13 Facts About Sangam literature


Sangam literature historically known as 'the poetry of the noble ones' (Tamil: ?????? ??????, Canror ceyyul) connotes the ancient Tamil literature and is the earliest known literature of South India.

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Sangam literature had fallen into oblivion for much of the second millennium of the common era, but were preserved by and rediscovered in the monasteries of Hinduism, particularly those related to Shaivism near Kumbakonam, by colonial-era scholars in the late nineteenth century.

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The bardic poetry of the Sangam literature era is largely about love and war (puram), with the exception of the shorter poems such as in paripaatal which is more religious and praise Vishnu, Shiva, Durga and Murugan.

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The homogeneity of the prosody, language and themes in these poems confirms that the Sangam literature was a community effort, a "group poetry".

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The Sangam literature is referred sometimes with terms such as canka ilakkiyam or "Sangam age poetry".

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Approximately three-fourths of the Sangam literature poetry is akam themed, and about one fourth is puram.

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Early Sangam literature poetry diligently follows two meters, while the later Sangam literature poetry is a bit more diverse.

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The acai in the Sangam literature poems are combined to form a cir, while the cir are connected to form a talai, while the line is referred to as the ati.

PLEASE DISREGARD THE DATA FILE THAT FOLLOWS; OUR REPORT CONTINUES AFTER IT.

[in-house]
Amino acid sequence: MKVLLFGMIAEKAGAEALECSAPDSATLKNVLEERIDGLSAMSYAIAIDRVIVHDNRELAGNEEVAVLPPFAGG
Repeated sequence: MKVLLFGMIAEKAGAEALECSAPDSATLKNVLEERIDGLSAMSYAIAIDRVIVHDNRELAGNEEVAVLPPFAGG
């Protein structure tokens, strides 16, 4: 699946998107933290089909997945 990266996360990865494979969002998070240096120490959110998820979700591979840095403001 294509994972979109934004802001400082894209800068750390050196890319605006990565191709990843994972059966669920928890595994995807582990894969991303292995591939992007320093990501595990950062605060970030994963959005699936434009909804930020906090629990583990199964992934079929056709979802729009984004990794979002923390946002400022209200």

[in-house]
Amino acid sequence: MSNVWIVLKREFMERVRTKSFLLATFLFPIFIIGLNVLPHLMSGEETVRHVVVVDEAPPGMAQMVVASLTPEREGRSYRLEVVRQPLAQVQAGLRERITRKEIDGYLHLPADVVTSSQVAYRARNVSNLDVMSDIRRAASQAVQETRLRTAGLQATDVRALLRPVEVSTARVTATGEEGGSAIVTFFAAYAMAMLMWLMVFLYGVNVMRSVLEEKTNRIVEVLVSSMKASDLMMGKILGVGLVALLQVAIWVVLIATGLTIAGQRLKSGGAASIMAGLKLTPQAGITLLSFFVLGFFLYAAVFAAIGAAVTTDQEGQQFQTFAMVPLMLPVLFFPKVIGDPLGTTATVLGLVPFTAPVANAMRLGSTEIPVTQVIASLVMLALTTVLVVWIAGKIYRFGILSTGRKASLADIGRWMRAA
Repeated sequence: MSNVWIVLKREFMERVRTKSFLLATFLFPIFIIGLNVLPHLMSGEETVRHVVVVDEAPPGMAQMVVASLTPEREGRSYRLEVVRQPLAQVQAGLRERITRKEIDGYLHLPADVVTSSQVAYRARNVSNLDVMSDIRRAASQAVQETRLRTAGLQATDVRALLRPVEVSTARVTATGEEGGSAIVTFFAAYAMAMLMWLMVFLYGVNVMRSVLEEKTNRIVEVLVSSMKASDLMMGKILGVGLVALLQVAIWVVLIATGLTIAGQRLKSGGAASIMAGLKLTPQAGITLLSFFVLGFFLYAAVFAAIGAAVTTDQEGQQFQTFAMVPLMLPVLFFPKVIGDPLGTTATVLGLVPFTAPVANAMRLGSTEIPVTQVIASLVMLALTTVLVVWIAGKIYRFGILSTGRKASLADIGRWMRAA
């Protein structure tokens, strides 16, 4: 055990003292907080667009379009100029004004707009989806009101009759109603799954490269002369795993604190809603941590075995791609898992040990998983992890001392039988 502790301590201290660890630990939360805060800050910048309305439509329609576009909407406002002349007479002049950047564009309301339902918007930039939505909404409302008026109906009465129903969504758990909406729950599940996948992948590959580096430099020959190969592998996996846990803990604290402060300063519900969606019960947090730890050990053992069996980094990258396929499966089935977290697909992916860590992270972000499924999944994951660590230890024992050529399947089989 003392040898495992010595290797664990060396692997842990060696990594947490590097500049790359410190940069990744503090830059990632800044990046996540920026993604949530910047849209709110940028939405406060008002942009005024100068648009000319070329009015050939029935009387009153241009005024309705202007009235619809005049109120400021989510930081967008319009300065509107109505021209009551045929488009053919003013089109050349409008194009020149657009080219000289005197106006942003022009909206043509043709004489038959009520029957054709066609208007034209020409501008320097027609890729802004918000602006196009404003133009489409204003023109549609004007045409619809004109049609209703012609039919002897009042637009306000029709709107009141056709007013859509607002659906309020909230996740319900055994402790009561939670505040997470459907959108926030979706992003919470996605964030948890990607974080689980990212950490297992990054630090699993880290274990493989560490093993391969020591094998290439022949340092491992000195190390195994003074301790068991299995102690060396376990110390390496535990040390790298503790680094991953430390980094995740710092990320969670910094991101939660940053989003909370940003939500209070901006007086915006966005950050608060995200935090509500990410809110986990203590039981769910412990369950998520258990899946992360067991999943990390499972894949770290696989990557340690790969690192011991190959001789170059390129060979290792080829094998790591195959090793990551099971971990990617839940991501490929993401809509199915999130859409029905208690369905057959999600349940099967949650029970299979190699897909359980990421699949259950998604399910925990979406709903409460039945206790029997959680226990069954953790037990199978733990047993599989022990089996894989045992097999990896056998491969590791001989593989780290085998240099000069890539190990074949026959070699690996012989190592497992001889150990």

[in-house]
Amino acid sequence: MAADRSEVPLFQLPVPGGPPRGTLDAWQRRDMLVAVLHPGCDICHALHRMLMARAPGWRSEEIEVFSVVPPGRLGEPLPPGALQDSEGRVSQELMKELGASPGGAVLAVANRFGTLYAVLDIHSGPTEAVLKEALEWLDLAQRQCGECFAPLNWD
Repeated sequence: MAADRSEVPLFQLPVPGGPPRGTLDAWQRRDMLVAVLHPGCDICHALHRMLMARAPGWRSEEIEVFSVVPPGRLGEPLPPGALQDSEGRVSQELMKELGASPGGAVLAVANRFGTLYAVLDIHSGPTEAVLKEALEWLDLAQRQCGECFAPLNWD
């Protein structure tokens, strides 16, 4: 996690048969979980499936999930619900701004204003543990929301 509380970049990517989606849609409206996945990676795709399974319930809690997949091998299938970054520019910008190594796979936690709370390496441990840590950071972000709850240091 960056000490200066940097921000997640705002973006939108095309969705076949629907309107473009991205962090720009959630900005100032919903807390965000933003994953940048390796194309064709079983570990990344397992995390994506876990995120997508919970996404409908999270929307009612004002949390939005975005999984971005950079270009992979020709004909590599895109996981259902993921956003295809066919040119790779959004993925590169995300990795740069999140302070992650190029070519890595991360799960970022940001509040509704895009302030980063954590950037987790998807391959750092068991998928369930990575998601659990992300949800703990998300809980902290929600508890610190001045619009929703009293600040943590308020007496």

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Works of Sangam literature were lost and forgotten for most of the 2nd millennium.

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Sangam literature is the historic evidence of indigenous literary developments in South India in parallel to Sanskrit, and the classical status of the Tamil language.

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Sangam literature offers a window into some aspects of the ancient Tamil culture, secular and religious beliefs, and the people.

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One of the early loan words, for example, is acarya– from Sanskrit for a "spiritual guide or teacher", which in Sangam literature appears as aciriyan, aciriyam or akavar or akaval or akavu (a poetic meter).

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Sangam literature poems are often quoted and paraphrased in modern Tamil cinema.

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